About a year and a half ago I installed and reviewed a new offering from Winegard called the ConnecT. The ConnecT is a WiFi extender designed to take weak WiFi signals and boost them for better reception inside the RV. The ConnecT antenna is placed high up on the RVs roof giving better line of sight to the WiFi signal source. It then amplifies the signal and rebroadcasts it inside the whole RV.
Basically, you connect all your devices like smartphones, laptops, tablets, TV, etc. to the ConnecT and it shares the WiFi source (e.g. campground WiFi) to each. The devices receive a stronger signal, faster speeds, and better security. The ConnecT has a built-in firewall and local area router. There is also a guest mode to conveniently share your signal with friends.
The model I’m installing also comes with a built-in 4G LTE cellular data hotspot. So, if you can’t find a viable free WiFi signal to connect to you can switch over to the 4G LTE hotspot and get online that way. Winegard has it’s own pay as you go packages or you can insert a sim card from your cell carrier. (At this time only ATT and Verizon are officially supported)
Disclaimer: Although I received no monetary compensation for my review, I did receive a free review sample of the Winegard ConnecT courtesy of Winegard.com – Ray
Winegard ConnecT 2.0 Installation
The installation of the Winegard ConnecT 2.0 was even more straightforward than the previous version. Winegard has simplified the system by combining the external antenna/amplifier and internal router into one complete package. Everything is contained in a dome-shaped plastic shell that mounts on the roof of the RV.
Out of the dome runs a 10-foot power cable that needs to be fed 12 VDC. This is a huge improvement over the ConnecT version 1.0 that used a 120 VAC wall plug to power the router and a POE (Power Over Ethernet) cable to power the roof antenna/amplifier. They also include a 20-foot extension power cable and a switch and switch plate, plus all the screws.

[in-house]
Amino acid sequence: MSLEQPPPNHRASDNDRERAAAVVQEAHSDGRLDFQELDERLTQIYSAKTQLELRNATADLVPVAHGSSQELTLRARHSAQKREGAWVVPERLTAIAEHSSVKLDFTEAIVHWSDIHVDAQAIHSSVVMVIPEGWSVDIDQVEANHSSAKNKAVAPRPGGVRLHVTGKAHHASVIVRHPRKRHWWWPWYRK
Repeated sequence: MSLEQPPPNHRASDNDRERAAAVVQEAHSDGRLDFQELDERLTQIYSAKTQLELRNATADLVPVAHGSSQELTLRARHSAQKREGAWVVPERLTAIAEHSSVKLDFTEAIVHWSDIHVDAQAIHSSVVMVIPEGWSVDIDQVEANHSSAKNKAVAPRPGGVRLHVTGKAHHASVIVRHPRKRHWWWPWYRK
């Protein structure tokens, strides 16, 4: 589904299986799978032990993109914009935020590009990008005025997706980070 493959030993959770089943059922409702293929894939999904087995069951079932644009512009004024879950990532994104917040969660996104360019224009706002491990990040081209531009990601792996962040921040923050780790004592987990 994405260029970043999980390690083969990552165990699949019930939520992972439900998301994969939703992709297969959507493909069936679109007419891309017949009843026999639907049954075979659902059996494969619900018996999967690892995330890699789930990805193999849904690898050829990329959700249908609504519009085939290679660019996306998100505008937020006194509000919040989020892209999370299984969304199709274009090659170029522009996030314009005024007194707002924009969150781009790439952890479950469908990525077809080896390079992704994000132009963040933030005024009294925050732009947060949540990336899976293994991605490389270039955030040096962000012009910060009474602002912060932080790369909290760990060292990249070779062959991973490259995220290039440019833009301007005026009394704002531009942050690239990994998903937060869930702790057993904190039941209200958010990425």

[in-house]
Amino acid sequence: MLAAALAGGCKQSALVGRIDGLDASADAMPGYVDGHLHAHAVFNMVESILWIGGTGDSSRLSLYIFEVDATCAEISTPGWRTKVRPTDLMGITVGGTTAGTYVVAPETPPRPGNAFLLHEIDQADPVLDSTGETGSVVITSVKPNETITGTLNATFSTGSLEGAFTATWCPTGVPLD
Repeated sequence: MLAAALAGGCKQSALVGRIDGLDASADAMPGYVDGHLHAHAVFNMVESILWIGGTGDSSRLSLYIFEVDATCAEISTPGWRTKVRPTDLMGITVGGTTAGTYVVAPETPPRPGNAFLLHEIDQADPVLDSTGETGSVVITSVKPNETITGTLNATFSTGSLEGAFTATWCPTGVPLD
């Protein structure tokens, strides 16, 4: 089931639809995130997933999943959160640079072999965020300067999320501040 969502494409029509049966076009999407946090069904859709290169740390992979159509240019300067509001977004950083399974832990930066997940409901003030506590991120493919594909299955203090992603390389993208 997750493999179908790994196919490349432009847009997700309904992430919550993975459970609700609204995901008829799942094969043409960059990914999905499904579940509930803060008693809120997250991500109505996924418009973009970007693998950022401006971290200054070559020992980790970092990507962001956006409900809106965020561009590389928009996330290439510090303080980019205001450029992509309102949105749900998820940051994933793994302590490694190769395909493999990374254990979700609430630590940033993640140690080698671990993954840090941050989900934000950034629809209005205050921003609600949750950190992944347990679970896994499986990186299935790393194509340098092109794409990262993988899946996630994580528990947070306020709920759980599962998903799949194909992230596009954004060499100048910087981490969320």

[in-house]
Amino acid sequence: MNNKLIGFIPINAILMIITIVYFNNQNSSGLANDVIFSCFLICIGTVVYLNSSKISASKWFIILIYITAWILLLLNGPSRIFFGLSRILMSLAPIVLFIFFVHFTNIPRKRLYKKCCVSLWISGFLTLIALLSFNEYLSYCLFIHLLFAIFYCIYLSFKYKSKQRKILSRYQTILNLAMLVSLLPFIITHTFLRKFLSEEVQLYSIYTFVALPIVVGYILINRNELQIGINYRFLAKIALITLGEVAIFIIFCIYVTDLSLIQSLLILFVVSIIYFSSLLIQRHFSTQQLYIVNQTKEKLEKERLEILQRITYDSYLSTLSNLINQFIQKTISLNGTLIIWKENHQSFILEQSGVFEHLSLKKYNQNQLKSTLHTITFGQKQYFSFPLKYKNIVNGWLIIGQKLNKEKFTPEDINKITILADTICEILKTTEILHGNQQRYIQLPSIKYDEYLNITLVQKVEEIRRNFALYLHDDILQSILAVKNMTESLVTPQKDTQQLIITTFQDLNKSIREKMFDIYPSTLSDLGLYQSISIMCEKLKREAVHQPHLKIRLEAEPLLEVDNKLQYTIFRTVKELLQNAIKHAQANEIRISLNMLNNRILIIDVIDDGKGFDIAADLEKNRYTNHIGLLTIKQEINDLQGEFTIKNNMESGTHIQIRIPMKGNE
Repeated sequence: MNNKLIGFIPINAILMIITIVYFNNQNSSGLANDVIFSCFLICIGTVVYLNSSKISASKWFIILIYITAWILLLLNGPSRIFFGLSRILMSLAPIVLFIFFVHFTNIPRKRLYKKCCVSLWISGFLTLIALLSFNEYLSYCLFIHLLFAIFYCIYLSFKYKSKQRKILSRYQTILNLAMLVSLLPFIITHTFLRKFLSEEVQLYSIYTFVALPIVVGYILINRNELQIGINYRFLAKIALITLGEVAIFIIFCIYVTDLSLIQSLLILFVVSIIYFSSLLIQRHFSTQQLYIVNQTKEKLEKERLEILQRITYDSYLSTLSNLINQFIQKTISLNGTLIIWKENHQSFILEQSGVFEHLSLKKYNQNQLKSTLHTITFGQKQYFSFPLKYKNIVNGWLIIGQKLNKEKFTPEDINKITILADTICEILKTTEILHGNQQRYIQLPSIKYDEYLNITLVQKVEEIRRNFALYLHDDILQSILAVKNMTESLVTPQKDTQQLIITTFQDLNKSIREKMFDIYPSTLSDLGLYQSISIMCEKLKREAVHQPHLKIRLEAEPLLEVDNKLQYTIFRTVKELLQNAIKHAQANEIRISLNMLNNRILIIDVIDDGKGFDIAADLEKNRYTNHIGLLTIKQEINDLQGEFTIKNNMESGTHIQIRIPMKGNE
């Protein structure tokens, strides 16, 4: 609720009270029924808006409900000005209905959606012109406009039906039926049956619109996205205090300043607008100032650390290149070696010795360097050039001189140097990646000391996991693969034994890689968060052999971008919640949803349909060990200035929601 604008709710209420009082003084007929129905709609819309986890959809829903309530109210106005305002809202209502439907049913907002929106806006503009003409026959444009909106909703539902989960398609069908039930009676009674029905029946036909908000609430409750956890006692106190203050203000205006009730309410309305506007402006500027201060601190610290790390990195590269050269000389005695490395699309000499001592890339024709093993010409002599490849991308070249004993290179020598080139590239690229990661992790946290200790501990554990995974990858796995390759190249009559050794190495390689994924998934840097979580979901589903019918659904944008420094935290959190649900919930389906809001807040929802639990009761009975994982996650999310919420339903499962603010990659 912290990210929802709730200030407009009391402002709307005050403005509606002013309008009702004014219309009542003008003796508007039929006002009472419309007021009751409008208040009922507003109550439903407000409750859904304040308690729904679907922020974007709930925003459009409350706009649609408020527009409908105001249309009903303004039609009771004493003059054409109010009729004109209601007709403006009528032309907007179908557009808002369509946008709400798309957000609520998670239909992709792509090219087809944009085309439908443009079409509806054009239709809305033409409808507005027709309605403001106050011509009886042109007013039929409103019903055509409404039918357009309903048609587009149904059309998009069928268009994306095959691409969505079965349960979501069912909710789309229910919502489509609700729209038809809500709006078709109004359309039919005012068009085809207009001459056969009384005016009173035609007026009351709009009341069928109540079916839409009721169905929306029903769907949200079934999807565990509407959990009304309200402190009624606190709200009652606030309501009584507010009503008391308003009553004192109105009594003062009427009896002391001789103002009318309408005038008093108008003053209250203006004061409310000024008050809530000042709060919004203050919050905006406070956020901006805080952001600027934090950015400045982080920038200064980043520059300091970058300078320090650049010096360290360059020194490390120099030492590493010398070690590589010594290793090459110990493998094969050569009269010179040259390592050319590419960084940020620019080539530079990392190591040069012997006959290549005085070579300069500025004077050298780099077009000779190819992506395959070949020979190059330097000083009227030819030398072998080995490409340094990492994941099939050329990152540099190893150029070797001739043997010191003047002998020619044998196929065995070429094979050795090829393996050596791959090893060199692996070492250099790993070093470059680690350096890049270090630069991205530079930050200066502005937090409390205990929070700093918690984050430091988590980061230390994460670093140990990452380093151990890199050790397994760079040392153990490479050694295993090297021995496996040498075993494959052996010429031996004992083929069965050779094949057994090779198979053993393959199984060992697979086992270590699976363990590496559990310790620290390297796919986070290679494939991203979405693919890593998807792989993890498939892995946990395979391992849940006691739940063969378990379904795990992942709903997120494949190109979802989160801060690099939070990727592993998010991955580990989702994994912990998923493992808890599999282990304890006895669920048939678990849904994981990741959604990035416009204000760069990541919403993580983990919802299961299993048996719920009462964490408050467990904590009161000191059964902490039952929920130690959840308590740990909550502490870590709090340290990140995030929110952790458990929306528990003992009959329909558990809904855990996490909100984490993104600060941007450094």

Installing the rooftop dome was super simple since my roof is rubber over wood panels. I just needed to screw in the four mounting feet and seal it up with Dicor Self Leveling Lap Sealant. The unit is extremely lightweight so I imagine on a metal or fiberglass roof mounting might be possible using 3M VHB mounting tape.
Next, I ran the power cable along the rooftop and into my refrigerator vent, providing easy access to the RV interior without drilling any holes. To keep the wire in place on the roof I used a strip of Eternabond roof patch tape.
Inside the RV I found a place to mount my switch and switch plate in a kitchen cupboard above the RV fridge. Next, I needed to get 12-volt DC power to the switch. I tapped into the 12-volt circuit that powers the fridge’s controller board. The location is easy to get at by removing the fridge’s outside access panel.
I followed the instruction manual and installed less than 50 feet of 18 gauge wire and added a 3 amp inline fuse to protect the circuit. Also inside the fridge cavity, I made sure to run the wiring, so it did not come in contact with any of the fridges piping or cooling fins. Next step was to turn on the Connect 2.0 and set up the software and connect to a signal.
Setting up the Winegard software is reasonably straightforward. Not much has changed from version 1.0. You open up a web browser to access a series of administration and setup screens. One thing I did notice is they no longer have a 5 GHz option for the internal LAN; everything is 2.4 GHz. Also since my model has the cell data capability, there are extra setup screens for that.
Setting Up the Winegard ConnecT 2.0 WiFi Extender
Install and Review of the Winegard ConnecT 2.0 (WiFi + 4G LTE)
So far after a month of use, I have to say I’m impressed with Winegard’s new ConnecT 2.0 offering. I love how they have listened to customer feedback and made it run off of 12 volts DC for us off the grid RVers. I think the new dome-shaped package is an improvement over the three antenna’s sticking up.
The addition of the 4G LTE is going to be handy for us on our next snowbird trip south. The Winegard prepaid data plans are a good deal compared to what we’ve been paying for our Verizon hotspots prepaid plan. And best of all the ConnecT’s price has dropped significantly over the first model. That was my biggest beef with it. It’s now in the ballpark. Thumbs up!
A few cons to the unit are the lack of 5 GHz capability, and for some, it may be too simple. There are techy types that want to delve deep into networking and tweak performance and customs stuff. For example, there is no option to use a directional antenna to pick up signals further away.
For most RVers that want a simple to install and setup WiFi booster with decent enough performance, I feel the new Winegard ConnecT 2.0 is a good bet.